To investigate if the phenol content variation is associated with the variation of abiotic factors, the correlation coefficient among these variables was measured. The data show that, from October 2003 to April 2004, there was a strong positive correlation (r = 0.78) between water precipitation and the phenol content of plant tissues. On the other hand, when the variation in temperature was analyzed, a positive but moderate correlation was found (r = 0.67) in relation to the phenol content. These findings showed that, in the studied region, the water precipitation contributed more to the variation on the phenolic contents of C. brevipes than the oscillation in the temperature. After this period (see April to August, 2004), while the water precipitation continuously lowered (Fig. 1A; 199.7 to 2 mm), the phenolic levels in all tissue samples increased again, and reached their maximum in August 2004 (Fig. 1B, r = -0.79).

The water deficit increases oxidative stress with an accumulation of active oxygen species and an alteration in antioxidant molecule content (Dat et al. 2000; Feng et al. 2008). Phenolic compounds contribute to absorbing and neutralizing free radicals, and it has been suggested that phenolics found in galls may represent a defense mechanism against oxidative stress (Soares et al. 2000, Detoni et al. 2010). Therefore, the significant changes in phenolic content in both non-galled and galled tissues could be a primary response to changes in water precipitation in the studied region, which could be considered a mode of scavenging free radicals generated by hydric stress in plant tissues. Interestingly, although the variation in the phenolic profile in all tissues seemed similar in relation to the abiotic factors, in a more careful analysis, it could be noticed that the amplitude of these variations was comparatively more drastic in normal tissues than in galled ones during the whole period of analysis (October 2003 to August 2004) (Fig. 1, A and B). Therefore, the two distinct species of Tanaostigmodes manipulated and limited the variation of total phenolic levels in their gall tissues in a similar way, probably for its own defense. In conclusion, our results suggested that water precipitation generates the primary stimuli for the accumulation of these compounds, motivating the analyses of other parameters and metabolites. Our results corroborate Formiga et al. (2009), showing that the abiotic factors and the galls act together modulating the host chemical response. The comparison of the concentrations of the metabolites in non-galled tissues and in distinct galls co-occurring in the same host plant may indicate the insect's ability to the manipulate plant metabolism as well as reveal plant constraints to this ability.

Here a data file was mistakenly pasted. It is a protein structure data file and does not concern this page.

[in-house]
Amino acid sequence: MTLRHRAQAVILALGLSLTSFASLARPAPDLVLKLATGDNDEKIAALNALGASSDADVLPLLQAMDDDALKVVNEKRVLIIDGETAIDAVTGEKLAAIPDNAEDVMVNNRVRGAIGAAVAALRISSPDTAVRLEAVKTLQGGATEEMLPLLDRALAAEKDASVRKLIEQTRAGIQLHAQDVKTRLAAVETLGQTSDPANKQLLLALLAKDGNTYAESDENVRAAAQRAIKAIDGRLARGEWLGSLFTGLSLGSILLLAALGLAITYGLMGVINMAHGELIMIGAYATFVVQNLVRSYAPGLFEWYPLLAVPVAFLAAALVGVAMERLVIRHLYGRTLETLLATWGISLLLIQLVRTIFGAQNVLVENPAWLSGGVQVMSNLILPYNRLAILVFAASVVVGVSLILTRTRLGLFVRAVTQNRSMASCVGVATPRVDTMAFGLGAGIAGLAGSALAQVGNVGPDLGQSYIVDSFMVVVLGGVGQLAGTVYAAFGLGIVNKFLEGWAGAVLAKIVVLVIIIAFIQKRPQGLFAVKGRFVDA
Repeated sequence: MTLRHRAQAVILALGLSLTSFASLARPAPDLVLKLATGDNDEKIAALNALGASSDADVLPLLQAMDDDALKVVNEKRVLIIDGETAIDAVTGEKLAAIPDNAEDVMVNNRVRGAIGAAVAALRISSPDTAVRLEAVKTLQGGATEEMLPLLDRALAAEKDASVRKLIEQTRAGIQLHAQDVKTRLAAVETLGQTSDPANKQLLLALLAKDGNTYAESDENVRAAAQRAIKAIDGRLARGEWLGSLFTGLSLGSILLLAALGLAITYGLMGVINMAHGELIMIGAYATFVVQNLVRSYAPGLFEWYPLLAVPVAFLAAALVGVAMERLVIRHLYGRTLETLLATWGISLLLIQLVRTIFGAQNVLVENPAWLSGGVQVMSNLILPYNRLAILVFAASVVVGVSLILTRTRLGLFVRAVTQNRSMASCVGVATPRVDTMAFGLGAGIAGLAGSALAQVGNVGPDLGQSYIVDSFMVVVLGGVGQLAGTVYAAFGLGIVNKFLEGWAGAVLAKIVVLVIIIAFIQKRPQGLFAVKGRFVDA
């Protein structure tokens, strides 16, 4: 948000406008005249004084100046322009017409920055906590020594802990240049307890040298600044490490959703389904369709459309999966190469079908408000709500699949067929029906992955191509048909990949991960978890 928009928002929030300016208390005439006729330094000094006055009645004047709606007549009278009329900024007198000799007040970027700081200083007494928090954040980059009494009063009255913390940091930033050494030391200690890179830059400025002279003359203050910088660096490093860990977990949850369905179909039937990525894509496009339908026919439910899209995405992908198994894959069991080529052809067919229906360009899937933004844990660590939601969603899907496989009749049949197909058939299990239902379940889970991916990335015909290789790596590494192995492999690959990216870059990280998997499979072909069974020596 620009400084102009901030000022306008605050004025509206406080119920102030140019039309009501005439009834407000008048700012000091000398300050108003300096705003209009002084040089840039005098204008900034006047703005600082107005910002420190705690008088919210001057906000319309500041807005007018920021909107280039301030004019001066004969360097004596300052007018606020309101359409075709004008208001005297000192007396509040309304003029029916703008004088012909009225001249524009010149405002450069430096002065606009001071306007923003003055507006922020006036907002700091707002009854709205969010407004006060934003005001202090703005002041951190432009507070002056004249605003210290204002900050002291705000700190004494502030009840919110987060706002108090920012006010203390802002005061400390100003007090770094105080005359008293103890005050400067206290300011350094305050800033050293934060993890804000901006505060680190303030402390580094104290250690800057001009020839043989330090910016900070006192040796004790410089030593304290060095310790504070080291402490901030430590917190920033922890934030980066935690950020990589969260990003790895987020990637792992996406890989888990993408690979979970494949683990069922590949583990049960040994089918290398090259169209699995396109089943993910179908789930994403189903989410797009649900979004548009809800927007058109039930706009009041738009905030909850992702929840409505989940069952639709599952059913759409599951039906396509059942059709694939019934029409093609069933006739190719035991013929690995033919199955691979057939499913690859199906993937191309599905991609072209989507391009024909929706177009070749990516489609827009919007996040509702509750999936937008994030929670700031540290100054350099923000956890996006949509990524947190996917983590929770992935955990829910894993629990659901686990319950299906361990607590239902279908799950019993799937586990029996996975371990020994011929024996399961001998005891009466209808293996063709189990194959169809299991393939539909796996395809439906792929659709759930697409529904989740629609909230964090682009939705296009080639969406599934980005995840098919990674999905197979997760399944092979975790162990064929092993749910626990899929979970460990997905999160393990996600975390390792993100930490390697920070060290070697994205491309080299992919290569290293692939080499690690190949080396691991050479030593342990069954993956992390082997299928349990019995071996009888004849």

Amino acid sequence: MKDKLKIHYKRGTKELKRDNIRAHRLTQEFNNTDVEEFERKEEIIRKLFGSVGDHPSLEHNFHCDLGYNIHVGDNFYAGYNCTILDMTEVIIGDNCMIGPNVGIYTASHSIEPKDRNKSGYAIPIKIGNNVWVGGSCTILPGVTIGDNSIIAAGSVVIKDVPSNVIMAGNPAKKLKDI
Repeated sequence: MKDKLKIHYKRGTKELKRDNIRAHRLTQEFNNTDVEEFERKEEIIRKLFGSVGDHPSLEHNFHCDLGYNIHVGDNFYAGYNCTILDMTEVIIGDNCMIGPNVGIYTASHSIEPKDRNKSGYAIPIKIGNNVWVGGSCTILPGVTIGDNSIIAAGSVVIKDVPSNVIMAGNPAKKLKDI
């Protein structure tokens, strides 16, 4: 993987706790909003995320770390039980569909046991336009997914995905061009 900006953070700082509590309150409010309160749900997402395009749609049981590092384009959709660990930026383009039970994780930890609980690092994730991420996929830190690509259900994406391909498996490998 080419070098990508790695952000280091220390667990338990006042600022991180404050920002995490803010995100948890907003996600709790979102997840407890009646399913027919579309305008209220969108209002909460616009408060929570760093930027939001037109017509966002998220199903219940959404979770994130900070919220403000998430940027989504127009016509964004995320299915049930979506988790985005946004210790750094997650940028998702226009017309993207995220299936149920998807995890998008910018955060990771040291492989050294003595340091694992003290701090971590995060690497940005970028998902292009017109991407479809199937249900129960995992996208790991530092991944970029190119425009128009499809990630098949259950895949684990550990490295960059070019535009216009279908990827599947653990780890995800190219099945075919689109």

This project was supported in part by grants from the Fundação de Amparo a Pesquisa do Estado de Minas Gerais (FAPEMIG), Conselho Nacional de Desenvolvimento Científico e Tecnológico (CNPq) and Coordenação de Aperfeiçoamento de Profissional de Ensino Superior (CAPES). Rust NM was a recipient of a IC fellowship from the BIC/PIBIC/UFJF, and Detoni ML was a recipient of IC and Master's Degree fellowships from the BIC/PIBIC/BCCG/UFJF and CAPES. We thank Prof. L. A. Martins and J. D. Malaquias da Silva from the Laboratório de Climatologia e Análise Ambiental for the pluviometric and temperature data.



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Recebido em 1/03/2010
Aceito em 15/06/2011